Eat-iquette: What Not To Do At A Restaurant

posted in: Edibles, Miscellaneous | 1

On Friday evening while my husband and I were enjoying our supper at a quiet cafe, a couple with a distinct Jo’burg accent entered and found themselves a spot near us. Let me paint a small picture here… The entire floor was empty. We were the only people at the cafe and from all the seats available, the table diagonal to ours seemed to be the best option to them.

I don’t have a reason to be bothered by the seat choices of other patrons… but the man seemed to think that my husband and I should know what he’s up to. Sitting down and facing me, he was engaged with his iPhone. He soon made a call to someone and decided to have the loudest conversation he possibly can. Fortunately I was hungry so my focus was on eating, unfortunately my husband and I sat in silence as it was pointless saying anything during that time – we couldn’t hear each other. Once the call was over (about 10 minutes of noise later), he continues the loud conversation with the woman accompanying him.

By this time I was starting to get full so I was occasionally taking a bite or two, which left me with moments where I could catch bits and pieces of the conversation. I didn’t need to try… It was all over the show, really. And it went something like this:

Loud dude: Do you want to go for your birthday? Why not book the flight for around your birthday date?
Quiet dudette: *mumble* *mumble*
Loud dude: I think you should go for your birthday. All your friends are going to be here. Just come back a day before your birthday.
Quiet dudette: *mumble* *mumble*
Loud dude: Ja, we have the points. Booking it should be cheap. We can do that…

A little amused, I thought to myself that perhaps it certainly is in some people’s nature to be unintentionally loud or attention seeking (depends on which way you look at it). Then entered another man, with a completely different accent (I’d peg it on Australian), to join them at their table. And by some miracle the loud dude’s tone changed altogether. He was suddenly speaking in a softer tone… more civil. The rest of the evening went by so casually, almost hard to believe that the loud dude could have spoken quietly all this time, without disturbing anyone else.

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It’s not uncommon to be out in public spaces and find that some people prefer to have attention unnecessarily drawn to themselves. It’s rather unpleasant and inconsiderate when it can be totally avoided right from the start. If you’ve generously dished it out (we all have at some point) it’s never too late to get rid of that habit. Here are few things to remember:

  • When you know there are so many free seats at a restaurant, pick one that isn’t too close to others. Everyone should enjoy some level of personal space (I mean, we each DESERVE this).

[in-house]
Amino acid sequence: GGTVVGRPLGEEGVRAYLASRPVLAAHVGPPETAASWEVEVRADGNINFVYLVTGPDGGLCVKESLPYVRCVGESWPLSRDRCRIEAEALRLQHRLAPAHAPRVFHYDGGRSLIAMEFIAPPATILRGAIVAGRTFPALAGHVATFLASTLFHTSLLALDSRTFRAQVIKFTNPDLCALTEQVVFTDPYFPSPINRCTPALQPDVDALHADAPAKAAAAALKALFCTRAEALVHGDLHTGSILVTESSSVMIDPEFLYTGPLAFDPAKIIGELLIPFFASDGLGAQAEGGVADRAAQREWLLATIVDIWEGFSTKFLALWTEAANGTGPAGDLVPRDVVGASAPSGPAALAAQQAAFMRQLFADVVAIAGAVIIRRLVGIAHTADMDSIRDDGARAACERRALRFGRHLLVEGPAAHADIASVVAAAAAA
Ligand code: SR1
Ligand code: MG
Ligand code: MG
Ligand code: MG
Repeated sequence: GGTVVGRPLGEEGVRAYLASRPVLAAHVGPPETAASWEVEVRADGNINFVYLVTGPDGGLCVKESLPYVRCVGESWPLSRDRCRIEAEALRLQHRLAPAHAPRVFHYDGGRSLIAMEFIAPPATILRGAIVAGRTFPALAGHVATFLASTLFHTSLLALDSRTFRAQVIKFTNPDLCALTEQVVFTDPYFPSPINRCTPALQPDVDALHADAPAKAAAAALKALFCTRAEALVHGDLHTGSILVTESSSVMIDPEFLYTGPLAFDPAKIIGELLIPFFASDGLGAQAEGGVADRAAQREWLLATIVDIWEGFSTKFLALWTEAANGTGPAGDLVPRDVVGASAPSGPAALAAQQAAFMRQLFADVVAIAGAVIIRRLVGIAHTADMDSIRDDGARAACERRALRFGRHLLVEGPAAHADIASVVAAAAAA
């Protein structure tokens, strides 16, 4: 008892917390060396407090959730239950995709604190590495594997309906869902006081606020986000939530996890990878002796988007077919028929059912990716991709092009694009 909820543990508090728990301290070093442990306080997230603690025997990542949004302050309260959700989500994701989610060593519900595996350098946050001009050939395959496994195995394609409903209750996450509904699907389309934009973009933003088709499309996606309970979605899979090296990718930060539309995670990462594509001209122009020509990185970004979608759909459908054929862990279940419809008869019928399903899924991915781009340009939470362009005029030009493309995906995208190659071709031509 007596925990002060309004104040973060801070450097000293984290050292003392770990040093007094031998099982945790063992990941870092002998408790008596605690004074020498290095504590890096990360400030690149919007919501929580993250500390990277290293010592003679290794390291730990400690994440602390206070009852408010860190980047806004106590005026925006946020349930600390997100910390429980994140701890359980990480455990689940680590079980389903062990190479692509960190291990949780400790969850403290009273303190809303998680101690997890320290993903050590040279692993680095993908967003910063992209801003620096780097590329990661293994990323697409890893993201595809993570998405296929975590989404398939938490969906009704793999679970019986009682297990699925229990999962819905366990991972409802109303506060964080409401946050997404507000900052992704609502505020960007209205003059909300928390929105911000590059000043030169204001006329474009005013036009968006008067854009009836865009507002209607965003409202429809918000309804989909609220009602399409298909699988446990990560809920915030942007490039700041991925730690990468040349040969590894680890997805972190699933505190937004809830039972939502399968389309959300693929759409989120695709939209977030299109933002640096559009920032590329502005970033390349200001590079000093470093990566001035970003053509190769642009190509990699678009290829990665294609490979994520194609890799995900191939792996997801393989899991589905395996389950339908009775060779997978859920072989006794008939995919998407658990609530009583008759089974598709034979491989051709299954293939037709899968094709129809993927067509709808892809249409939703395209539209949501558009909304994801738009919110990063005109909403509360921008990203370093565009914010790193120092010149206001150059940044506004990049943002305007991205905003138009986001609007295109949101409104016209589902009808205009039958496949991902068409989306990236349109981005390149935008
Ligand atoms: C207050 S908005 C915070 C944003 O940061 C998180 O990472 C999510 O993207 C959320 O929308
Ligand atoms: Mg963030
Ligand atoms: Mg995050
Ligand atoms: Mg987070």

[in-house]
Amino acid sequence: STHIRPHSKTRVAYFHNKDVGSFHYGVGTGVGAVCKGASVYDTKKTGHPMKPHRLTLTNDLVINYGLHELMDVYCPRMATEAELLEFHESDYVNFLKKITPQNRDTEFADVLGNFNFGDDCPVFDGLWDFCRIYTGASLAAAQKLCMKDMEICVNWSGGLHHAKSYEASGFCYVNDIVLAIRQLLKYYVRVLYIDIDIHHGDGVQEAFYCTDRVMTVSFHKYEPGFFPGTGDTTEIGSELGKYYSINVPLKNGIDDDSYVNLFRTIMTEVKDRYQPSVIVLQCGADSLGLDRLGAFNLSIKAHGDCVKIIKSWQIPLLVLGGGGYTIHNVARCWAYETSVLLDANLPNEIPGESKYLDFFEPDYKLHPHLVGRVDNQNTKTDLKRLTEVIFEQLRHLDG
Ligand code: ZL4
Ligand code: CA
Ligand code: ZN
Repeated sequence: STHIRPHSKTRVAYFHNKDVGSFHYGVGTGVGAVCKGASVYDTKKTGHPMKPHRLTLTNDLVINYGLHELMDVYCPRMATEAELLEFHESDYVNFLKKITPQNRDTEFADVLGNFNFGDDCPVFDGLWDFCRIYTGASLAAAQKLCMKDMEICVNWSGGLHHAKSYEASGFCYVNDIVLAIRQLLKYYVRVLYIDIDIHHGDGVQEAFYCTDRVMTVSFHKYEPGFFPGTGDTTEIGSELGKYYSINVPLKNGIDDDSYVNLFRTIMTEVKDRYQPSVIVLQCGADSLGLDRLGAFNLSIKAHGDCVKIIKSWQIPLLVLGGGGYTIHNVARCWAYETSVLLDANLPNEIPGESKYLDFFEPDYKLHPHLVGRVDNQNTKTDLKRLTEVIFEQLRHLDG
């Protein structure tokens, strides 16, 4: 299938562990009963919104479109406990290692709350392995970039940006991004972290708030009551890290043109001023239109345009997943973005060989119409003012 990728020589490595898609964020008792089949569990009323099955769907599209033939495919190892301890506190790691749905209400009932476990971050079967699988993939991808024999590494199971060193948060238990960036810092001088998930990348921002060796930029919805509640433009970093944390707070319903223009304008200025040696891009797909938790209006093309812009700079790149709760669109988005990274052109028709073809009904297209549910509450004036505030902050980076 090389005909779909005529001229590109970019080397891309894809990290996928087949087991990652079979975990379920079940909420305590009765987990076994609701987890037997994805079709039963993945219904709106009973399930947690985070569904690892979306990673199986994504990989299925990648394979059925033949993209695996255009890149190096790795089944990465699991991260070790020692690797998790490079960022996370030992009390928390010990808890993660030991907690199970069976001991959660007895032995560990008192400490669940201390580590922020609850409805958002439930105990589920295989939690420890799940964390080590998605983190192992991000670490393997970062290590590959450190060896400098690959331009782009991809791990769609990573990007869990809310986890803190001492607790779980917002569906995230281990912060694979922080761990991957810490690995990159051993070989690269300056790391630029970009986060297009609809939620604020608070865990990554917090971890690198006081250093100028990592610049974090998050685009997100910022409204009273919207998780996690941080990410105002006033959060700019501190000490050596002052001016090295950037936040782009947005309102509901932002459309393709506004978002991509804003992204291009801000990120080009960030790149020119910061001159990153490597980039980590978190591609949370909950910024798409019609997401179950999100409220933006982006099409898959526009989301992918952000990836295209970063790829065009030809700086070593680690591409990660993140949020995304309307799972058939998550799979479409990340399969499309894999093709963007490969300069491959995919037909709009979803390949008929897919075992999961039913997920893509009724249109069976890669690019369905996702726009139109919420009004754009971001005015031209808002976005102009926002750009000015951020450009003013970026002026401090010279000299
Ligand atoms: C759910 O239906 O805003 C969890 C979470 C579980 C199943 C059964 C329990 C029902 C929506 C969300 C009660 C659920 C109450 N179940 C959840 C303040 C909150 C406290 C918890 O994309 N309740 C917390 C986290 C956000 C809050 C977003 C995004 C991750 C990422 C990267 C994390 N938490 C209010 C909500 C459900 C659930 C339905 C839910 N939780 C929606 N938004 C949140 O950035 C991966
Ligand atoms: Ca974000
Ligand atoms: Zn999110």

• Phone is ringing? Check if you can take the call outside first, before answering it indoors and making everyone present a part of that conversation. It’s highly uncomfortable, especially when you’re confined to a small space.
  • Don’t stare. Ever. I noticed that people who belong to the same race or culture automatically go through a 5-second staring session with each other. Sometimes it’s blatant, other times sneaky. Either way, it’s rude. Stop.
  • Responding to someone else’s conversation: this habit isn’t always welcomed. While some may accommodate the sentiments of a stranger, in truth it shows that you were following another’s conversation, one that you were not a part of, and had the audacity to respond (even if you were being funny/helpful). With regards to being helpful, rather apologise first for overhearing and ask if the person needs assistance.
  • Please don’t cover your mouth with your hand when you’re saying something about someone. It is just so impolite. Even if you aren’t saying something negative, the action in itself looks as though you are. Save your comments for later, or find a better way to communicate it.
  • Nobody’s fond of overly loud conversations in spaces that don’t encourage (or accommodate) it. Get a feel of your surroundings first so you don’t end up being the reason why 20+ others didn’t enjoy their meal/stay/experience.

And in case you were wondering, my meal was absolutely delicious! 🙂

Follow Saajida Akabor:

Digital Copywriter

I read. I write. I smile. Also love sleeping, laughing and drinking tea.

One Response

  1. Some people love the attention and crave it, makes them complete I guess.

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